Earnings season: Was 2018 a good vintage?

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03/05/2019 | 04:29 pm
The time has come for an assessment of 2018 for listed companies. In the United States, this quarterly season is a good summary of recent market psychology: figures that do not justify the panic at the end of the year, but offer an opportunity to discreetly get rid of overly optimistic forecasts.

The outcome of the 4th quarter of 2018 is not so bad, especially if we compare it to the cataclysmic predictions of some prophets of doom. Some 69% of American companies exceeded earnings expectations and 61% topped sales expectations. This is a little less than the 5-year average for the results, and a little better for the turnover. Focusing only on profits, the data collected by Factset show that there are large sectoral disparities, as illustrated in the following table. In information technology, 85% of companies exceeded expectations, while only 44% were in real estate. Two sectors are tied when it comes to determining which industries have published the most under expectations: financials and materials (38%, this category being broad in the GICS classification since it includes steelmakers, papermakers, construction materials, packaging or chemicals).

Source Factset - Click to enlarge

The biggest changes have occurred on the forecast side. As we have already mentioned in these columns, there was a gap between an unfavorable economic context and overly optimistic projections. In recent weeks, the gap between reality and fiction has been narrowed. A healthier situation that has contributed to the recent easing in the markets. Analysts now expect a contraction of -3.2% on average for profits in the first quarter of 2019 (compared to the first quarter of 2018), before a slight recovery in the second quarter (+0.3%) and a slightly more solid recovery (1.9%) in the third quarter, still year-on-year. However, it should be noted that professionals are expecting a 4.1% increase in results for the full year 2019, with very high expectations for the last quarter of the financial year, from which they expect profits to accelerate by 8.5%. Let us hope that this is not another over-optimism.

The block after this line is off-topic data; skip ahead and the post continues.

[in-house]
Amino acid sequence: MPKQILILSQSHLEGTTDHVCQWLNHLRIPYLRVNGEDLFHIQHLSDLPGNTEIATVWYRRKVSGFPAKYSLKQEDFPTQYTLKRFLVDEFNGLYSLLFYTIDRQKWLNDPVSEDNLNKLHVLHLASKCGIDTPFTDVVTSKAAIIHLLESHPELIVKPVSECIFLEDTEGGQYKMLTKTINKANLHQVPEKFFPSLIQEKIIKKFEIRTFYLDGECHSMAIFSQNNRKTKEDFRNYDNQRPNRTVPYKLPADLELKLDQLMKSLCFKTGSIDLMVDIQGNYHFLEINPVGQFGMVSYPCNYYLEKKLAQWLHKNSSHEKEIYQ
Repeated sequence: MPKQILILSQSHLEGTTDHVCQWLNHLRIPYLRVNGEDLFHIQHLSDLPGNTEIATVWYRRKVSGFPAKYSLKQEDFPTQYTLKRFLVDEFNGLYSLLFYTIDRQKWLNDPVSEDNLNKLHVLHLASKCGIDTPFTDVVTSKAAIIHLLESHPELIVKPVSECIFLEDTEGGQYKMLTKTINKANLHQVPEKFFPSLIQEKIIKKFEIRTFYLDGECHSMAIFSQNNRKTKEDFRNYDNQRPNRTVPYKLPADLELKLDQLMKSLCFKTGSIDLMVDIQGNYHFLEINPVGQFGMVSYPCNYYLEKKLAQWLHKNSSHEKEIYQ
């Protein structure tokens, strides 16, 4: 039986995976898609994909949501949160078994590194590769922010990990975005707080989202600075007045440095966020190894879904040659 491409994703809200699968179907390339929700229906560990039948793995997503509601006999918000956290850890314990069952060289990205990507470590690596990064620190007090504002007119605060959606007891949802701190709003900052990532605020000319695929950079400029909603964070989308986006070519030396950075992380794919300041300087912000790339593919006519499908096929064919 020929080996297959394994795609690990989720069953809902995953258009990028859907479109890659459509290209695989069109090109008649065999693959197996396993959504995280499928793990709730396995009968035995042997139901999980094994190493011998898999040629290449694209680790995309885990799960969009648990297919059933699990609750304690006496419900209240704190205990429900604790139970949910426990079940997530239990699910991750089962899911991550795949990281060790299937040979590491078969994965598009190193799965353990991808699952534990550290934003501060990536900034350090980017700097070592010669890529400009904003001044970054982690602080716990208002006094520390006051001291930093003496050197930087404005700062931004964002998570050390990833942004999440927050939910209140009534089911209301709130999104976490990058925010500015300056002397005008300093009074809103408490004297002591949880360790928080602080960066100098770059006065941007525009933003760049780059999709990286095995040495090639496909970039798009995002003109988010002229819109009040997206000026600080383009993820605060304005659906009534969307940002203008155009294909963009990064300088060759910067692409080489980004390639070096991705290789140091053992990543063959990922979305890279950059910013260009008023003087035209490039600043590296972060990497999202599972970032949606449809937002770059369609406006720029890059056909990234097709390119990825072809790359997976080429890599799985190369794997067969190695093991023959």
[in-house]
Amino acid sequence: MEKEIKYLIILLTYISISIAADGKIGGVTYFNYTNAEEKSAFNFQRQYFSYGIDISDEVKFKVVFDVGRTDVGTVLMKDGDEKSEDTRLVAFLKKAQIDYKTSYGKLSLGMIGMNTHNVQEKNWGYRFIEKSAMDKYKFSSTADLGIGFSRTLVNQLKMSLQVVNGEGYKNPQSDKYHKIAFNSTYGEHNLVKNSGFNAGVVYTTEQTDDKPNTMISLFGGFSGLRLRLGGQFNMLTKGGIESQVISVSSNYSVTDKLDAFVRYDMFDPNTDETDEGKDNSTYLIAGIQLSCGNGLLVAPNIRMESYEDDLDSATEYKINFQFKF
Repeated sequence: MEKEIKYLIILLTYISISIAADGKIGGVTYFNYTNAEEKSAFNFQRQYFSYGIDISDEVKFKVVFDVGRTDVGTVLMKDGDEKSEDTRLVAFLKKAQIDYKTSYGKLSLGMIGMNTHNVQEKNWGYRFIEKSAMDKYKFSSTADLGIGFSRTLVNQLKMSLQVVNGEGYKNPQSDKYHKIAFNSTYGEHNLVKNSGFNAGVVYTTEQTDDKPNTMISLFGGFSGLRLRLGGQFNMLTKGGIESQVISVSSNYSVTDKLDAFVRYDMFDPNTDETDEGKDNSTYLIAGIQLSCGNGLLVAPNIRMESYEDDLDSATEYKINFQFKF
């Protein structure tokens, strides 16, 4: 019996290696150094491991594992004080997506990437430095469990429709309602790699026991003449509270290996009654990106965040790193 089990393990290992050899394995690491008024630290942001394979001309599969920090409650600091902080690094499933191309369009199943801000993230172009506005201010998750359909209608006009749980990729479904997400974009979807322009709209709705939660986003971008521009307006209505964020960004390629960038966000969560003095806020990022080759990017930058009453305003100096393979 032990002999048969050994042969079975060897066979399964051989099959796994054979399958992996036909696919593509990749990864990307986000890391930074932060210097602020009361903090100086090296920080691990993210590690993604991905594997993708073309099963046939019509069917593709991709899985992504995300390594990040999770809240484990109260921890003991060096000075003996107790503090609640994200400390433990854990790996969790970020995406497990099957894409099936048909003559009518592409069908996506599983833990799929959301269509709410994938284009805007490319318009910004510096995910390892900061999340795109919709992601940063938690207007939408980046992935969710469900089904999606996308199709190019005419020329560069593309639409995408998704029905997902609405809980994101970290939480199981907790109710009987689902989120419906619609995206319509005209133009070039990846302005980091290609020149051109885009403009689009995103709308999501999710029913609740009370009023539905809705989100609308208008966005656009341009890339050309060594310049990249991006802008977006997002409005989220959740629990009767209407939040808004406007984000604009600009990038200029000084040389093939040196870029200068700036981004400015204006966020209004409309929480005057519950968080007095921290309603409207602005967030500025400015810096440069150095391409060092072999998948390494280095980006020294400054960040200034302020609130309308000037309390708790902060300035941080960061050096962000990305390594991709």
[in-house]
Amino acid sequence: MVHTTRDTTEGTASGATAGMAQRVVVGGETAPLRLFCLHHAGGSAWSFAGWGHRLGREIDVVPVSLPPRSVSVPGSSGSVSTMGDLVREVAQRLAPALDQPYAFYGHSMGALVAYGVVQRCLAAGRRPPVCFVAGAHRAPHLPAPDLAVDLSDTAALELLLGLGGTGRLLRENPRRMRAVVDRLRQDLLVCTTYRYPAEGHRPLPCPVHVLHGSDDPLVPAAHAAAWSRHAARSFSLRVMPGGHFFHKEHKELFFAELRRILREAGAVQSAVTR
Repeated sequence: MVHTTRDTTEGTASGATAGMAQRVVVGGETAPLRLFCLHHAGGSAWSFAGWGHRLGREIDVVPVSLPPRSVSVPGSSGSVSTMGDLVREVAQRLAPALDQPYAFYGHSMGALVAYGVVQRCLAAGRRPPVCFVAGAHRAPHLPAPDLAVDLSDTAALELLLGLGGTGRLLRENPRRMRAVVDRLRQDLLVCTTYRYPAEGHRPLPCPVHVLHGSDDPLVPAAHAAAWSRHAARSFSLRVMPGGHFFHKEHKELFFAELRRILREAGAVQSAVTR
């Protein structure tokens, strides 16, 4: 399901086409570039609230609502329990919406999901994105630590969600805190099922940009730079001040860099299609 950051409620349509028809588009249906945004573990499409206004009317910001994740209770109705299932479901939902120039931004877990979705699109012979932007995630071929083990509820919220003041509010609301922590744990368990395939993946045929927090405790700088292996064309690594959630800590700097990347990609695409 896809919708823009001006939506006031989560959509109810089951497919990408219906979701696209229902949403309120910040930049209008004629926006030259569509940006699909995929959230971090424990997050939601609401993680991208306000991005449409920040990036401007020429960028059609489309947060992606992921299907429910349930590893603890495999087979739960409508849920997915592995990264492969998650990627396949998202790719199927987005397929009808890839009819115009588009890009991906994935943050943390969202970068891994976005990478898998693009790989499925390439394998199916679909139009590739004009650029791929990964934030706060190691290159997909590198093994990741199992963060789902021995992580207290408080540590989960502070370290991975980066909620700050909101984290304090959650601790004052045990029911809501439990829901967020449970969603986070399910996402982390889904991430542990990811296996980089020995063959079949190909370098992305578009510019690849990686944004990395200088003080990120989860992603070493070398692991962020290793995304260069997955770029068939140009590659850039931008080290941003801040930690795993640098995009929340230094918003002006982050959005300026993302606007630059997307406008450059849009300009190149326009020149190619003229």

Source Factset - Click to enlarge

The downward adjustment in analysts' expectations for the first quarter was abrupt (and therefore beneficial), as noted by Factset, which suggests a -6.5% reduction on the average S&P500 company. The market is still overly optimistic before the release of the 4th quarter results. Historically, the correction has reached -2.4% on average 5 years, -2.8% on average 10 years and -2.9% on average 15 years. The first quarter of 2019 is therefore quite exceptional from this point of view, even if higher revisions had already been observed recently (-8% in Q1 2015 and -8.4% in Q1 2016).

Based on the 12-month forecasts, the average PER for US equities is 16.2 times. This is slightly below the 5-year average (16.4), but slightly above the 10-year average (14.7). At the sectoral level, discretionary consumption remains strong with an average 12-month PER of 20.1 times, the highest of all industries. Financials are closing the gap, at 11.6 times.

In summary, US publications in the 4th quarter of 2018 were better than expected, but not as favorable as in the recent period, while analysts revised their expectations for 2019 quite significantly downwards, especially for the beginning of the year.
Anthony Bondain
MarketScreener.com 2019
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